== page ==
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The Badger Herald

Independent Student Newspaper Since 1969

The Badger Herald

Independent Student Newspaper Since 1969

The Badger Herald


State transforms Commerce Department, allows development on wetland

The Senate and Assembly passed two bills Wednesday that will transform the Department of Commerce and allow development to proceed despite water regulations on a wetland near Green Bay.

The first bill would replace the DOC with a public-private entity called the Wisconsin Economic Development Corporation. While the DOC has regulatory authority in addition to economic development, the WEDC would focus solely on job and economic development and would transfer regulatory jobs to other state departments.

Republicans view the bill and the authority it creates as a step forward in fulfilling Gov. Scott Walker’s call for 250,000 new jobs.


“This is an important day for the administration and Legislature and most importantly for the jobs and workers in the state of Wisconsin,” Sen. Mary Lazich,R-New Berlin, said on the floor of the Senate.

Democrats who voted against the measure cited transparency and accountability issues, doubts the bill would actually create jobs, an apparent ability for the WEDC to go into unlimited debt and fears DOC beneficiaries in the past would not receive the same benefits once the authority changes face.

Assembly Minority Leader Rep. Peter Barca, D-Kenosha, made reference to other states’ failing public-private commerce authorities.

“Florida is firing the head of Enterprise Florida after 15 years, choosing to opt for returning the Department of Commerce instead of the corporation,” Barca said.

The bill passed the Senate and Assembly along bi-partisan lines. The vote total was 21-10 and 59-33, respectively.

The other bill would allow prominent car dealership owner John Bergstrom to bypass a grievances petition from the Wisconsin Wetlands Association opposing his plan to develop a protected wetland near Green Bay.

Walker introduced the bill that Republicans and proponents believe would create jobs and help reform an onerous permit system.

“This bill is not about the developer or a retailer, but about a process fundamentally flawed, unfair to everyone and unworkable moving forward,” said Rep. Jim Steineke, R-Kaukana.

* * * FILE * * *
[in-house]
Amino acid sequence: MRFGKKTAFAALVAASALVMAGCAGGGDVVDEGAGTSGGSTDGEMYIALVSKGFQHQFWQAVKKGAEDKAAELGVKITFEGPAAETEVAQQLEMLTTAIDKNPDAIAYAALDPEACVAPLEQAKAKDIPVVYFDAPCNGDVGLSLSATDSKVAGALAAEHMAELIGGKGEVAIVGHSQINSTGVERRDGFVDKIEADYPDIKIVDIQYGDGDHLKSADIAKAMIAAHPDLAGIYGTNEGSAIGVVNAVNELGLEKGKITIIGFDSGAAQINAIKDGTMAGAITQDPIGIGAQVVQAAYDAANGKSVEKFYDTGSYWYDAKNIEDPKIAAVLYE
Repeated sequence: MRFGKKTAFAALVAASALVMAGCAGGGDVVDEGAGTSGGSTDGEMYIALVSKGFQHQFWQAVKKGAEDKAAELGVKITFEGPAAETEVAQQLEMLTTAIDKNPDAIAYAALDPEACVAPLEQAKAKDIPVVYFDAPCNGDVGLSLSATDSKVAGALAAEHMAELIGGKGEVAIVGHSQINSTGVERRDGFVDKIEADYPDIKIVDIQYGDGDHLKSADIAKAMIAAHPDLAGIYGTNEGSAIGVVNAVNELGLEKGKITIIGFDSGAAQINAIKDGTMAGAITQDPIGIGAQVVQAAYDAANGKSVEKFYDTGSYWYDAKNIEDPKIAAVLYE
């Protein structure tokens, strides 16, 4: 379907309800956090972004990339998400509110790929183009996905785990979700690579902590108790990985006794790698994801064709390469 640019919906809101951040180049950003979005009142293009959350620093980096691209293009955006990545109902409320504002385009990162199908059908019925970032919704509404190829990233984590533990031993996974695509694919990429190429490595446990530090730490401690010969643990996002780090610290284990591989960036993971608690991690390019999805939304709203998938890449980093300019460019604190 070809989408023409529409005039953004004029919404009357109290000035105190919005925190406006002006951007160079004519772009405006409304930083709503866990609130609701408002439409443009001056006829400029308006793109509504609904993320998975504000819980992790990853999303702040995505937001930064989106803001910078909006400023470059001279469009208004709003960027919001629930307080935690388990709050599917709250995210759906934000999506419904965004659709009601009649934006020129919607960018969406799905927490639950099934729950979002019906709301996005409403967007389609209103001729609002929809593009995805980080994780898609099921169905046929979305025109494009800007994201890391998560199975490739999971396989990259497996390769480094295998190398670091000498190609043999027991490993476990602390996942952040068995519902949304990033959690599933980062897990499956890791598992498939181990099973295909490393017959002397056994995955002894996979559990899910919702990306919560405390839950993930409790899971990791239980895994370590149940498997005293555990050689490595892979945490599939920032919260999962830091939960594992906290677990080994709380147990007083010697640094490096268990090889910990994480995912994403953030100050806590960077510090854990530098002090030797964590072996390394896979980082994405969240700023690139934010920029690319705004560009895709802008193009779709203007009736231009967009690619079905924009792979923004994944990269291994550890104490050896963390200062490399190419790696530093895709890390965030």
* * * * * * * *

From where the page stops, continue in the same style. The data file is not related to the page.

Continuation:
He added the bill would create 300 construction jobs and 150 permanent jobs.

Democratic opposition was not only concerned about conservation of the wetland, but also the implication that businesses would be able to use the law to bypass citizens’ right to redress grievances as granted by the Constitution, said Rep. Chris Danou, D-Trempealeau.

Rep. Brett Hulsey, D-Madison, said if the bill passed no retailer would build on the land because of the bad publicity the project has received.

Hulsey and four other Democratic lawmakers sent a letter last week to the Bass Pro Shops, the business originally planning to build on the wetland. Bass Pro Shops has since pulled out of the project.

After Democrats continued to point out no Republican wanted to be listed as the author of the “bad” bill, Rep. Joel Kleefisch, R-Oconomowoc, asked the speaker to become the official author of the bill. The speaker granted his request.

Republicans said the development project would only destroy 1.3 acres of wetland while repairing four acres and planning for wetland conservation education opportunities.

The bill passed the Senate and the Assembly, 20-11 and 56-35 respectively.

The Assembly also heard a third bill that would require new rules and regulations to be reviewed by Walker prior to any legislative procedure. Republicans said the bill would bring accountability to the executive branch because Walker would have to write his name on every rule that he reviewed and approved.

The bill would not give more power to the executive as Democrats attest, but would reduce the amount of burdensome rules state agencies put through the Legislature, according to the bill’s author Rep. Thomas Tiffany, R-Hazelhurst.

Republicans voted against Democrat amendments that would require the governor to complete a review in 30 days to prevent the bill from entering limbo in the gubernatorial office, which is a realistic concern, said Rep. Gary Hebl, D-Sun Prairie.

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